Elimination Diet Basics

 

Unfortunately, intolerances and food sensitivities are common in today’s world. I think this is really obvious when you go to a restaurant. A little over 10 years ago I was a waitress and things were quite different. The menus did not list gluten-free, dairy-free and nut-free options. I would have had no idea what to tell someone if they asked for those things…and they never did! The experience of going to a restaurant today has changed dramatically and in just 10 years!

 

Many children have sensitivities and intolerances to food as well; this is not just a problem for adults. Actually, it seems to me that the younger my client, the more sesitivities they have! (I have a theory about this but won’t get into it here). We learned this lesson very early on with my daughter. When she was 2 she had an eczema rash that wouldn’t go away for months. Once the lightbulb finally went off and I put her on an elimination diet, we quickly discovered gluten and dairy were the culprits. Within 2 days the rash was gone after removing those foods.

 

When you ingest food to which you are intolerant, the body releases histamines into the bloodstream, causing inflammation. If the body thinks it is under constant attack, then we start to feel sluggish and may experience other health issues including candida, digestive issues, or blood sugar imbalances.

 

An elimination diet starts with the premise that everybody is different, and as such, there is no one-size-fits-all diet. What works for you may not work for someone else, and vice versa. One person might thrive on grains, for example while they make another person drag.

 

Food allergy tests are pricey and are not always reliable, as intolerances shift over time. When my clients test their food sensitivities while their gut is still compromised, their tests often show they are sensitive to EVERYTHING! If we retest after a few months of gut healing it seems to me that at that point we are actually seeing the foods they are sensitive to, instead of a list of the whole grocery store. The most inexpensive and accurate way to determine various foods’ effects on you is to do an elimination diet, in which you eliminate common allergens and add them back in one by one to determine your reaction.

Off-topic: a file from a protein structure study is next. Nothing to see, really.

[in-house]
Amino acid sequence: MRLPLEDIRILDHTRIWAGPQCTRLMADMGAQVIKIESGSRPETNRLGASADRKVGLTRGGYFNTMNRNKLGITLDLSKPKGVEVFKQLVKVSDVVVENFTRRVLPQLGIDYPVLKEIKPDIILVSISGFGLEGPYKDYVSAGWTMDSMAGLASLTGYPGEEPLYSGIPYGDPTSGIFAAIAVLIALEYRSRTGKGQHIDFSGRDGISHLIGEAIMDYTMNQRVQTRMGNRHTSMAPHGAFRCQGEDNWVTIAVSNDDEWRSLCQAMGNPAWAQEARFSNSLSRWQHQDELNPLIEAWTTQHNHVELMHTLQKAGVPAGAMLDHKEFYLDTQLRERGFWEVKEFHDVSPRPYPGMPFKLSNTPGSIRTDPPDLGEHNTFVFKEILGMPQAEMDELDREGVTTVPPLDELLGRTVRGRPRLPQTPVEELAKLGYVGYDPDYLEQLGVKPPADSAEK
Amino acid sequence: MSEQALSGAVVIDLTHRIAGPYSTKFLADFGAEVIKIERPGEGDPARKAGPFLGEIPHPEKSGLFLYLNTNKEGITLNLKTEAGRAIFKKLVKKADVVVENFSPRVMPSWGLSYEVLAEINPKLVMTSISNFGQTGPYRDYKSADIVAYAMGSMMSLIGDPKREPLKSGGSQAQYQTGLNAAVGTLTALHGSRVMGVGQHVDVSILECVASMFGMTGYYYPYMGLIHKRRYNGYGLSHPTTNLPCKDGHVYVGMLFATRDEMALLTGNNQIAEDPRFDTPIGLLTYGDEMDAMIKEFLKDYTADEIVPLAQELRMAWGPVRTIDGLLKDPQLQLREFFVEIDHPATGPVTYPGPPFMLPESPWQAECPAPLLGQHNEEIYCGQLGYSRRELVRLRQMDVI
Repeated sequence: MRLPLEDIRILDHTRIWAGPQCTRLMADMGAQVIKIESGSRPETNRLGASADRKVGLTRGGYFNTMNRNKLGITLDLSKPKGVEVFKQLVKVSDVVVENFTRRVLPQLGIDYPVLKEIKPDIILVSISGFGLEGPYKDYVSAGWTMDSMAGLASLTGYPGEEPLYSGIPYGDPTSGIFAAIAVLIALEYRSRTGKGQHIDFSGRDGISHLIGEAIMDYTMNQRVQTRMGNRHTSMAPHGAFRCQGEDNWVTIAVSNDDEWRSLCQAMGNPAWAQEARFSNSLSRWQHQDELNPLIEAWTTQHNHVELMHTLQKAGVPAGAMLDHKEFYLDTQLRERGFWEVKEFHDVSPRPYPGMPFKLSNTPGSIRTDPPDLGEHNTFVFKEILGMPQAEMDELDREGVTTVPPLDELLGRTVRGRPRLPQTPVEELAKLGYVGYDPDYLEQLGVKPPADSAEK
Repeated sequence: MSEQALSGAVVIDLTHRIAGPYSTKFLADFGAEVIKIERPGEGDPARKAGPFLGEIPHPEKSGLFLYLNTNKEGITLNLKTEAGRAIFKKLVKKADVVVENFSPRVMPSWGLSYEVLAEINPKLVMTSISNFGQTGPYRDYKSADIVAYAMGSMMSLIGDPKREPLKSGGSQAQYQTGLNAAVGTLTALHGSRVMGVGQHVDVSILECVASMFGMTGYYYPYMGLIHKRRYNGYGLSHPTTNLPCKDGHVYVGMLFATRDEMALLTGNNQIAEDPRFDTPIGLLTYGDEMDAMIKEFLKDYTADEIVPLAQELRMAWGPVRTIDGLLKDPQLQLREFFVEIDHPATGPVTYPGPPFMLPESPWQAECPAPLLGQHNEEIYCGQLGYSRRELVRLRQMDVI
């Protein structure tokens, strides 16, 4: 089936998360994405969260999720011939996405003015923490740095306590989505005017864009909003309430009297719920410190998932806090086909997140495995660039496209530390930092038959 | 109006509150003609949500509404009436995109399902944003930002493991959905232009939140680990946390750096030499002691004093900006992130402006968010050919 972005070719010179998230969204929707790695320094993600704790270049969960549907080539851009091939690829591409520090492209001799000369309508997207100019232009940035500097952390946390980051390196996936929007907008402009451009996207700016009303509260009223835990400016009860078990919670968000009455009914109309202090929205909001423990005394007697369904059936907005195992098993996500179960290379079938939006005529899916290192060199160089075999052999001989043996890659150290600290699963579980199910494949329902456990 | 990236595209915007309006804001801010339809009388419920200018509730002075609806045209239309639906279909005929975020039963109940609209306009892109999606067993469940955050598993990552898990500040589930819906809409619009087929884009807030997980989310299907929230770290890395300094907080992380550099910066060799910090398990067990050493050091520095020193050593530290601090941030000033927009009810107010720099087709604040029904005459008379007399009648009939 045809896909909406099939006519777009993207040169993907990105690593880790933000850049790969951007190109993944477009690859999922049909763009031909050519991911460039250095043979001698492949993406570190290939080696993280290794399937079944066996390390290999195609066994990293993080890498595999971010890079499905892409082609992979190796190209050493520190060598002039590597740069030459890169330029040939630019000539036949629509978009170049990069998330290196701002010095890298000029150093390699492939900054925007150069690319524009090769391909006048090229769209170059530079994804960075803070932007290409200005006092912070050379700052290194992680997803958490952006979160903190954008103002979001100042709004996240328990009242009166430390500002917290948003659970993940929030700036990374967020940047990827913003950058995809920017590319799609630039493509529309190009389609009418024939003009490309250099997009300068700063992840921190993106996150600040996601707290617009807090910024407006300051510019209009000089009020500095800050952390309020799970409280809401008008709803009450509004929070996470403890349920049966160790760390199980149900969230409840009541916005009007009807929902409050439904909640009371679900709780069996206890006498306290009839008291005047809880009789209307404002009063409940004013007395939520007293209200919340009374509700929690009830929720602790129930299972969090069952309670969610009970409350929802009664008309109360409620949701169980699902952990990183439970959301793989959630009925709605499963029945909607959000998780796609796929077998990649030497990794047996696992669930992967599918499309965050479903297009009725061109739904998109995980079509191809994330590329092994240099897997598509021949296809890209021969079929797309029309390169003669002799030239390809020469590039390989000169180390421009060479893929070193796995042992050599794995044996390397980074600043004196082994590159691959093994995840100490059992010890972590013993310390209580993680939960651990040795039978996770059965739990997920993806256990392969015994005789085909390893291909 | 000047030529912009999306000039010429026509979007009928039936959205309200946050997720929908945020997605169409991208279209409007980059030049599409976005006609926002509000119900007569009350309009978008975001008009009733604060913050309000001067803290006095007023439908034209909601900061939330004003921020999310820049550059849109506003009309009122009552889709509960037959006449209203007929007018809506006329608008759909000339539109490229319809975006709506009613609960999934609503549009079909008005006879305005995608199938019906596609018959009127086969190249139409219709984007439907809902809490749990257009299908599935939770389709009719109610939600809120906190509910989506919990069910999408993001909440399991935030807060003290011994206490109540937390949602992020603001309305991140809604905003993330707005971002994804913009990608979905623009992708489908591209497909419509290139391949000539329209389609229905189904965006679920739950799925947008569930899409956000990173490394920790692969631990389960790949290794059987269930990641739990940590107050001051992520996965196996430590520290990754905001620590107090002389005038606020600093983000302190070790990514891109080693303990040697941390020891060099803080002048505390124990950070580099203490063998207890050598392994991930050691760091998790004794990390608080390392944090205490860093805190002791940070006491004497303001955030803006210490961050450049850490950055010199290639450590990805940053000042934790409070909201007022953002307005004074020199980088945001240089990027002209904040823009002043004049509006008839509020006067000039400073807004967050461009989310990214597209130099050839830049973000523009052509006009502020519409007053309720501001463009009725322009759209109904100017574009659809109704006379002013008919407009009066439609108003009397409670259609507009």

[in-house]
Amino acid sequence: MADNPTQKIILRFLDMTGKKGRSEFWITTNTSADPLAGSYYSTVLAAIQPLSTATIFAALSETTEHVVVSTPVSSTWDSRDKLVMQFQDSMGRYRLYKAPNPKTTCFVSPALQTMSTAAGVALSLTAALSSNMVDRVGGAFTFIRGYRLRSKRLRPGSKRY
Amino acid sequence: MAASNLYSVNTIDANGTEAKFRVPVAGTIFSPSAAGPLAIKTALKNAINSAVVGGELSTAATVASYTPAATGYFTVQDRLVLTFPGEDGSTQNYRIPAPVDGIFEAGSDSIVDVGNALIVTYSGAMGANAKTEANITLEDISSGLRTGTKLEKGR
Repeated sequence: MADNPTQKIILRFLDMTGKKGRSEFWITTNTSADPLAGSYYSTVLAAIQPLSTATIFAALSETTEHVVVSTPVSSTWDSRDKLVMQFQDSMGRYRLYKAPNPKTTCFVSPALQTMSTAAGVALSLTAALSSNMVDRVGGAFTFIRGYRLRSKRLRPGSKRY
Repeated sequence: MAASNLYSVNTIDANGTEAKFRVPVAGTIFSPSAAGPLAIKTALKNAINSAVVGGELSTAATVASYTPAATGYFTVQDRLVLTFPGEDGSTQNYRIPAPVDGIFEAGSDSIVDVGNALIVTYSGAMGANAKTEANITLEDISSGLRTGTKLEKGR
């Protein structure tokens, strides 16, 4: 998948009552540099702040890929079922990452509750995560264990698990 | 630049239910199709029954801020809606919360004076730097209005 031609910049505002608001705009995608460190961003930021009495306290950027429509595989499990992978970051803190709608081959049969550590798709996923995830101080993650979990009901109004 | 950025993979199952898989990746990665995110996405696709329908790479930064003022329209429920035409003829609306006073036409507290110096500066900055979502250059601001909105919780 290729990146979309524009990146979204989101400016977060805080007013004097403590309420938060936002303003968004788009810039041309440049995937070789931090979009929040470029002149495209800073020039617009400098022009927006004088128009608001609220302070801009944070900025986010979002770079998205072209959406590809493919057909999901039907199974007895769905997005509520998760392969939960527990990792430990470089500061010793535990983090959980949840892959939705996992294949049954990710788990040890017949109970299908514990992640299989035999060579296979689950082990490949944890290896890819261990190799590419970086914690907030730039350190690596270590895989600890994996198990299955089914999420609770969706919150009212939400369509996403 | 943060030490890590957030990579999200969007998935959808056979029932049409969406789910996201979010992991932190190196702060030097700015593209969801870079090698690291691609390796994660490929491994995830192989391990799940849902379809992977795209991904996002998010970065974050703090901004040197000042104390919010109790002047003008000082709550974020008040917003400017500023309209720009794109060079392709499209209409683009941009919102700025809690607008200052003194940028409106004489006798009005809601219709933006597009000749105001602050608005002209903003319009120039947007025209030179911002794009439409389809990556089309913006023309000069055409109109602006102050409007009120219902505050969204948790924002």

You can hear more about Chris Kresser’s opinion on the accuracy of food intolerance tests here.

 

We all have one or many foods that may be wreaking havoc on our system, but if we’re eating several of the main culprits (wheat, eggs, dairy, corn, soy, sugar, and caffeine), it’s hard to tell exactly what’s triggering the reaction. Sometimes symptoms of intolerance manifest themselves immediately upon eating food, but other times there is a delayed reaction, further complicating matters.

 

Using a food diary will allow you to systematically and objectively track your physical and emotional reactions to each meal and determine exactly which foods suit you or not. Ironically, it’s often the foods we crave the most that are harming us.

 

You will be amazed how great you feel when you eliminate your personal culprits from your diet. And the great news is you can use the same technique of the elimination diet if you ever feel tired or have health issues in the future.

 

Here are the basics. I suggest you remove the list below:

  • Remove the foods that people are most commonly sensitive to as well as foods that are hard on digestion. Ideally you will remove these foods for 3 weeks (this would be ideal if you are dealing with multiple health complaints, autoimmune conditions or severe gut dysfunction) but during the seasonal detoxes that I offer we are only strictly removing the whole list for 1 week. Most people can tell when a foods does not agree with them after eating so cleanly for only 1 week. I also suggest that you remove additives, artificial ingredients, sugar and caffeine. By removing these items you will have a very clean slate to reintroduce foods and see how you feel.